- relevant to Indian law, economic development, health and social conditions
- similar, reliable information is not freely available on the Internet
Priority Rating: Comprehensive (exclusive of maps)
Specific Collection Guidelines and Strategies: Acquire titles most appropriate to our patron and projected needs relating to Indian Law. Consider purchasing annuals every few years. Retention Policy: Keep superseded or old titles only if they have significant historical value.

This area of the collection includes the standard Indian law treatises, reports and handbooks written for use by legal practitioners and law students.
Selection Criteria:
- written by experts in the field of Indian law
- frequently cited by the courts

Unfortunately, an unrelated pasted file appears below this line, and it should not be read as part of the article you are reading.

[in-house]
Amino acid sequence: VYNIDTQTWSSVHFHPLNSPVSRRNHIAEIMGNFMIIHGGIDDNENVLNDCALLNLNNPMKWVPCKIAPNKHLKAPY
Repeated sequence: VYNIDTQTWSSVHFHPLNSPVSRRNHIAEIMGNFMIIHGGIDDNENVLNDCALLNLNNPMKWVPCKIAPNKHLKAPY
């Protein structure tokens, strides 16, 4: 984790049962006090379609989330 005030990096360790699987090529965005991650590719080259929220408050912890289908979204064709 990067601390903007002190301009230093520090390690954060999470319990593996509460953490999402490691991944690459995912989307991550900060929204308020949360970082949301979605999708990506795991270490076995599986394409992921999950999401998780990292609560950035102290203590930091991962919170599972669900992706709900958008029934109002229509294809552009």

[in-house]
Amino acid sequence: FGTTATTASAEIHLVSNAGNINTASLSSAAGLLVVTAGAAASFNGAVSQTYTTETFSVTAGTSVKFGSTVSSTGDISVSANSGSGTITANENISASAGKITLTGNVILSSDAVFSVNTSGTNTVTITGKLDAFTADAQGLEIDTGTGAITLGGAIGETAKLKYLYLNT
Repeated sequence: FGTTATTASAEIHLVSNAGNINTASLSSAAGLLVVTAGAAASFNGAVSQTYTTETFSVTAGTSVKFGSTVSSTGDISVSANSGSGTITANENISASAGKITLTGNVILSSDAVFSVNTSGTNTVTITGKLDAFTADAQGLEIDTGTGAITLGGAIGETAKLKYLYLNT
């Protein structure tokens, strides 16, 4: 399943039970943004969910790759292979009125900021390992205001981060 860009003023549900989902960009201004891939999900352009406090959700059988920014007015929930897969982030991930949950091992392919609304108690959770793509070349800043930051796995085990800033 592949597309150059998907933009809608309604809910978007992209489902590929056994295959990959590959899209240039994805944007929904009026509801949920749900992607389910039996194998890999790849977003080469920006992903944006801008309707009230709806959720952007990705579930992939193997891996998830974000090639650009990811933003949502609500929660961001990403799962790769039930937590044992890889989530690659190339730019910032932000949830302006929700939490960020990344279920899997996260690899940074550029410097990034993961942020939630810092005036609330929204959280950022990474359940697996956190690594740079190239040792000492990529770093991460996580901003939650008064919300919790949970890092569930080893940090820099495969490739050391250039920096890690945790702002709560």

Priority Rating: Comprehensive
Specific Collection Guidelines and Strategies: Collect everything we can obtain that meet general selection priorities since there are not many Indian law titles in this area. Do not collect every edition of all Indian law casebooks.
Retention Policy: Keep all superseded classics such as Cohen’s Handbook of Federal Indian Law.
This area of the collection includes any tribal-state, tribal-federal, tribal-county, etc.
compacts or agreements on any subject.
Selection Criteria:
- availability of documents
- documents are not readily available elsewhere or are difficult to find on the Internet
Priority Rating: Intermediate to Comprehensive
Specific Collection Guidelines and Strategies: Seek copies in electronic format or best possible copy and omit gaming compacts since most of these are freely available on the Internet. Establish links to gaming compacts on NILL website. Follow other guidelines and strategies under "Tribal Self-governance.'